Former members of the British Steel Pension Scheme have lodged claims against almost 30 advice firms, raising concerns that inadequate PI cover will mean the Financial Services Compensation Scheme is forced to make a series of further payouts.
The warning came from Philippa Hann, managing director of litigation firm Clarke Willmott, who is representing more than 200 former members of the British Steel Pension Scheme with claims against 29 advice firms.
Ms Hann has concerns the IFAs in question are not adequately covered by professional indemnity insurance to withstand the claims.
This is because it emerged last year that financial advisers involved in the British Steel pension transfer debacle were struggling with PI cover after some insurers introduced a blanket exclusion on new policies for steelworker transfers.
Ms Hann said: “An ongoing concern is the possibility that many of these IFAs will not have adequate PI, or the excess payments will be so debilitating that they will fall into insolvency.
“The problem then becomes everyone’s because, yet again, the blameless IFAs will pay for it through their levies [to the FSCS].”
Damian McPhun, partner at Beale and Company Solicitors, said firms that advised BSPS members could have informed their old insurer at the time that claims were possible, which could have meant they were covered.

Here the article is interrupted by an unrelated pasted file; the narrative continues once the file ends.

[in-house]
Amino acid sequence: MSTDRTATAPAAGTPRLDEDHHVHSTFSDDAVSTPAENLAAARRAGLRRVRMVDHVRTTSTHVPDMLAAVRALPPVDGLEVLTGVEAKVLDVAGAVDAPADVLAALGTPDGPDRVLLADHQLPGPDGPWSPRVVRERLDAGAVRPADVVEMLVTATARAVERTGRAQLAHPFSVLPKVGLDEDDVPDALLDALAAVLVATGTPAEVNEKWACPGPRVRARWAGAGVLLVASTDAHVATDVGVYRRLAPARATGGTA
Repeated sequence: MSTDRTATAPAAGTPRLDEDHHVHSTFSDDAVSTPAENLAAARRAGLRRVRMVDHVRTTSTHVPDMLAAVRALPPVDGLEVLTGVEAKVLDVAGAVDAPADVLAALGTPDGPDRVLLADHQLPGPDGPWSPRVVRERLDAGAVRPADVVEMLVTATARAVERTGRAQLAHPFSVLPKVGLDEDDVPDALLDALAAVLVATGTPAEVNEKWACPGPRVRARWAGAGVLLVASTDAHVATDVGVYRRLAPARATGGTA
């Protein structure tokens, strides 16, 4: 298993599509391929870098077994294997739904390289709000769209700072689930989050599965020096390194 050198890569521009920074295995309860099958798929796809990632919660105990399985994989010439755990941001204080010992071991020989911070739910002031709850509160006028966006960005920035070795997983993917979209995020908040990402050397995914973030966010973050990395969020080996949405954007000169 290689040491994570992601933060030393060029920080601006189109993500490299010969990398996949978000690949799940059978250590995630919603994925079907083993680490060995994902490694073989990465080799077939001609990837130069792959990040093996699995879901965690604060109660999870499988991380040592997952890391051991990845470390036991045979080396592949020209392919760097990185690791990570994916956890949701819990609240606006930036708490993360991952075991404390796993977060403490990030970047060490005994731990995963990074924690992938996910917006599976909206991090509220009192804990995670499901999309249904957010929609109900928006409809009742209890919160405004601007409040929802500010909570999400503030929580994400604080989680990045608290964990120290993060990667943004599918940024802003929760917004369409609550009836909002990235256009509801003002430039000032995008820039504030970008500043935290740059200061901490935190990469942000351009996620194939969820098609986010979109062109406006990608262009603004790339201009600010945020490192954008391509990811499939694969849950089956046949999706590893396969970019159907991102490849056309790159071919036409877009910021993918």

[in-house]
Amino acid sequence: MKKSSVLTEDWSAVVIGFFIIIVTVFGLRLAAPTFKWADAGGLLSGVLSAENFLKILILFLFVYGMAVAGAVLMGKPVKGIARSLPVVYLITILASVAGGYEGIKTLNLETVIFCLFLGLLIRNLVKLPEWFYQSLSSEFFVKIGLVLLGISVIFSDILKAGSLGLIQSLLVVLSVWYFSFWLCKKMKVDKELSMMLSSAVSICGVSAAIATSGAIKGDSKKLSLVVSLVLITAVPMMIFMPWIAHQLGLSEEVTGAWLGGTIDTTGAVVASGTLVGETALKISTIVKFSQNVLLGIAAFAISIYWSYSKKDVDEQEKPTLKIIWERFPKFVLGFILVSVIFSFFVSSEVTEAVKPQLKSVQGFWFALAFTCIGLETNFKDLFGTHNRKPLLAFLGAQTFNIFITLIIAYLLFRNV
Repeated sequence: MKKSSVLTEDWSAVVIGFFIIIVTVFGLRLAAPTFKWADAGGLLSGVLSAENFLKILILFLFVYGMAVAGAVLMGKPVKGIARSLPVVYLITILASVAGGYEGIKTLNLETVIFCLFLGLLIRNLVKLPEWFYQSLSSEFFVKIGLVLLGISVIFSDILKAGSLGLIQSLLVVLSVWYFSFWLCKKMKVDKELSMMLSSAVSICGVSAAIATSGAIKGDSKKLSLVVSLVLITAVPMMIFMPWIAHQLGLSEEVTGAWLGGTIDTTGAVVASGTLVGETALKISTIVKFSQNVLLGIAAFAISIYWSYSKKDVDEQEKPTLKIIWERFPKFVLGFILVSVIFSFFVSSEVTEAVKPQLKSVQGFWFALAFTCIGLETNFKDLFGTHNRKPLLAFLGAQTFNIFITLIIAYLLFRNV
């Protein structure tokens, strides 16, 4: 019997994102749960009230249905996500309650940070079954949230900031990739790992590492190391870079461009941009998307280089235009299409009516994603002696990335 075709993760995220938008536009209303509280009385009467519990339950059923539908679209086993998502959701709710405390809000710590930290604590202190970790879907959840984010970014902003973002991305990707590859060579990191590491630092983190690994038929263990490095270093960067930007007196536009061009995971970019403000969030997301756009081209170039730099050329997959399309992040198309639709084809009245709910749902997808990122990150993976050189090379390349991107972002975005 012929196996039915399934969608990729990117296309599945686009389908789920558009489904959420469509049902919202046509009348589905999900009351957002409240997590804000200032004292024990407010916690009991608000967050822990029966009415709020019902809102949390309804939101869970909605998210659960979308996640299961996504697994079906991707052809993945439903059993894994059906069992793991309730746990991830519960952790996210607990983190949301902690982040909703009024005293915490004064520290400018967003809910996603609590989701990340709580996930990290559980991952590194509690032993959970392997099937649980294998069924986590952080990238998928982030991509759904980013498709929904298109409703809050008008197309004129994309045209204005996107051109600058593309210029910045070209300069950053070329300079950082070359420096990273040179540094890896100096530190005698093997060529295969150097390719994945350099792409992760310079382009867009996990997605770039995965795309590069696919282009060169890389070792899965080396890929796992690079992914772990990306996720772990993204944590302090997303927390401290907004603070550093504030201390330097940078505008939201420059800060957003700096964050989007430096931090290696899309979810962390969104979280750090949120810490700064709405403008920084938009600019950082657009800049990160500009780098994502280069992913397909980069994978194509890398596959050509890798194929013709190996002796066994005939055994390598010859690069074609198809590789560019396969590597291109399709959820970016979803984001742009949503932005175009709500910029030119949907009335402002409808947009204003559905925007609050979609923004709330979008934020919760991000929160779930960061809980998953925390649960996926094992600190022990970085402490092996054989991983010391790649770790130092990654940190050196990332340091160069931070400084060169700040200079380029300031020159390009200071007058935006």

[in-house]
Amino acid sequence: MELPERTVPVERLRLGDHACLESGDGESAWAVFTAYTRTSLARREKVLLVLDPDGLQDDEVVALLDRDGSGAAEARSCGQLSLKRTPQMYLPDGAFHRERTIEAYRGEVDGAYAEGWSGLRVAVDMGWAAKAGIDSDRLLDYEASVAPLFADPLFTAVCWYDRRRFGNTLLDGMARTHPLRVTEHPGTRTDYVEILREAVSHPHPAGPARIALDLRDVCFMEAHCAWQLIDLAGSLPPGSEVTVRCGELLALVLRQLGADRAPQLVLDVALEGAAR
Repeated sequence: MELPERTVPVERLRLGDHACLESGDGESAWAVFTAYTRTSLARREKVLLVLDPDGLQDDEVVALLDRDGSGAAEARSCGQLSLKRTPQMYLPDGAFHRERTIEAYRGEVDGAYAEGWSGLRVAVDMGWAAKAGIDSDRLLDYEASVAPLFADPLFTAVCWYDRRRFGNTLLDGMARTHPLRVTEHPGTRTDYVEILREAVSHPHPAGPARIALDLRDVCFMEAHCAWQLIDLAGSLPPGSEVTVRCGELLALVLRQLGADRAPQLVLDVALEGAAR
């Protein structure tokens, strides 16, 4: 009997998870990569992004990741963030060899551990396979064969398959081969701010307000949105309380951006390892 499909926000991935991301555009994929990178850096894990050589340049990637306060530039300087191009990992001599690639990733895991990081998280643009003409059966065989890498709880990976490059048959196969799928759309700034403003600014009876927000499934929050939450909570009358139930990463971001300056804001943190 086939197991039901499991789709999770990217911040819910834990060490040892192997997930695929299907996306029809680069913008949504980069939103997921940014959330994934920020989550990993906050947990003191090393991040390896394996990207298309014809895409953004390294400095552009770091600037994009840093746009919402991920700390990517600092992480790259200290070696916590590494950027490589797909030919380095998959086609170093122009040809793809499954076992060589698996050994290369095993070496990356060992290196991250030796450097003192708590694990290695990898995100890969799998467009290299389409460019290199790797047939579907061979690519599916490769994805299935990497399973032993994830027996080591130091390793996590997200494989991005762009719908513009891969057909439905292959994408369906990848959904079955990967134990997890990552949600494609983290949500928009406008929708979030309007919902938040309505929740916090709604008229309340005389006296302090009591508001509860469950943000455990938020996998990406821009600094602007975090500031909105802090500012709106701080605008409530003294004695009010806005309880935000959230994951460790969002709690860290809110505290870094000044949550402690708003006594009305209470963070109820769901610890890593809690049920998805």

But many didn't do this, meaning under their new policy BSPS claims may no longer be covered.
He said: “In a sense timing is everything. If you are an adviser who's been advising BSPS members and you think claims might come in you can notify your insurers.
“And even if claims come in three years later, those PI insurers that were covering you at that point when you notified them, they are the ones which will have to pick that up.”
He added: “It is a very difficult situation for firms and a number either have exclusions or had their cover withdrawn and therefore they're struggling.
“And it is a problem that will grow, and grow, and grow, and ultimately the advisers that haven't been involved in this will have to fund multi-million pound liabilities that will fall on the FSCS, without a shadow of a doubt.”
He noted it would only take a few six-figure claims for a firm to go into liquidation.
Ms Hann agreed. She predicted "many more IFAs, who advised significant numbers of steelworkers to transfer out of their pension, will fail, leaving the rest of the industry to pick up the bill.”
FTAdviser reported last week (August 30) that Swansea-based firm S&M Hughes Limited, which trades as Crescent Financial, had started liquidation proceedings.
It was the second British Steel adviser after Active Wealth to enter liquidation and claims against the latter have already arrived at the FSCS.
Ms Hann criticised the way the system worked. She said: “It is entirely unsatisfactory that the regulations should allow for there to be exclusions for past business. It puts the IFAs themselves at risk whilst failing to protect consumers."